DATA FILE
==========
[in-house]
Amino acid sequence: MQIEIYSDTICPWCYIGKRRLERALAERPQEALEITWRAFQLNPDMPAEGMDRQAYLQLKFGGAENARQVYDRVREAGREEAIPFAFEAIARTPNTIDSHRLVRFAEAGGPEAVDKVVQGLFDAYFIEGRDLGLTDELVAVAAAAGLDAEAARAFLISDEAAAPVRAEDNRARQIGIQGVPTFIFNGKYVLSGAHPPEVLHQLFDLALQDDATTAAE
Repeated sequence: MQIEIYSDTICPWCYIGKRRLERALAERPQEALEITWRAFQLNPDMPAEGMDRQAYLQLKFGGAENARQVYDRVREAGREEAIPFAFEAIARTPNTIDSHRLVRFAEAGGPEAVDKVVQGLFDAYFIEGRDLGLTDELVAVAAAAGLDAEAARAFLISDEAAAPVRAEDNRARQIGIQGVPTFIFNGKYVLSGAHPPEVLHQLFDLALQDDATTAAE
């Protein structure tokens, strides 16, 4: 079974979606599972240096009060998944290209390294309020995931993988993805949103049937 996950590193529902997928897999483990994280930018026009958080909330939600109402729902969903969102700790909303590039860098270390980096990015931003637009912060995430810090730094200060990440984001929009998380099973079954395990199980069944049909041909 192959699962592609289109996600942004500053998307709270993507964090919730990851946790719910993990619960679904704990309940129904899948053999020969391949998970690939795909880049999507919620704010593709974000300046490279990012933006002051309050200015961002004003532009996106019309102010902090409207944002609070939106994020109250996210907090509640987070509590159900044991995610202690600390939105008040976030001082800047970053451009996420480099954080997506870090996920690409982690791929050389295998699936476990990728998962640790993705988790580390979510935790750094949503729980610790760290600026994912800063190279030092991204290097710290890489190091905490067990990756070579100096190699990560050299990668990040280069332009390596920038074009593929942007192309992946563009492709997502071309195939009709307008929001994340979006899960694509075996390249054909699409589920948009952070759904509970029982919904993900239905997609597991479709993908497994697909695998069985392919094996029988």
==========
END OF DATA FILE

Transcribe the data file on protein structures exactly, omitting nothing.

[in-house]
Amino acid sequence: MQIEIYSDTICPWCYIGKRRLERALAERPQEALEITWRAFQLNPDMPAEGMDRQAYLQLKFGGAENARQVYDRVREAGREEAIPFAFEAIARTPNTIDSHRLVRFAEAGGPEAVDKVVQGLFDAYFIEGRDLGLTDELVAVAAAAGLDAEAARAFLISDEAAAPVRAEDNRARQIGIQGVPTFIFNGKYVLSGAHPPEVLHQLFDLALQDDATTAAE
Repeated sequence: MQIEIYSDTICPWCYIGKRRLERALAERPQEALEITWRAFQLNPDMPAEGMDRQAYLQLKFGGAENARQVYDRVREAGREEAIPFAFEAIARTPNTIDSHRLVRFAEAGGPEAVDKVVQGLFDAYFIEGRDLGLTDELVAVAAAAGLDAEAARAFLISDEAAAPVRAEDNRARQIGIQGVPTFIFNGKYVLSGAHPPEVLHQLFDLALQDDATTAAE
């Protein structure tokens, strides 16, 4: 079974979606599972240096009060998944290209390294309020995931993988993805949103049937 996950590193529902997928897999483990994280930018026009958080909330939600109402729902969903969102700790909303590039860098270390980096990015931003637009912060995430810090730094200060990440984001929009998380099973079954395990199980069944049909041909 192959699962592609289109996600942004500053998307709270993507964090919730990851946790719910993990619960679904704990309940129904899948053999020969391949998970690939795909880049999507919620704010593709974000300046490279990012933006002051309050200015961002004003532009996106019309102010902090409207944002609070939106994020109250996210907090509640987070509590159900044991995610202690600390939105008040976030001082800047970053451009996420480099954080997506870090996920690409982690791929050389295998699936476990990728998962640790993705988790580390979510935790750094949503729980610790760290600026994912800063190279030092991204290097710290890489190091905490067990990756070579100096190699990560050299990668990040280069332009390596920038074009593929942007192309992946563009492709997502071309195939009709307008929001994340979006899960694509075996390249054909699409589920948009952070759904509970029982919904993900239905997609597991479709993908497994697909695998069985392919094996029988």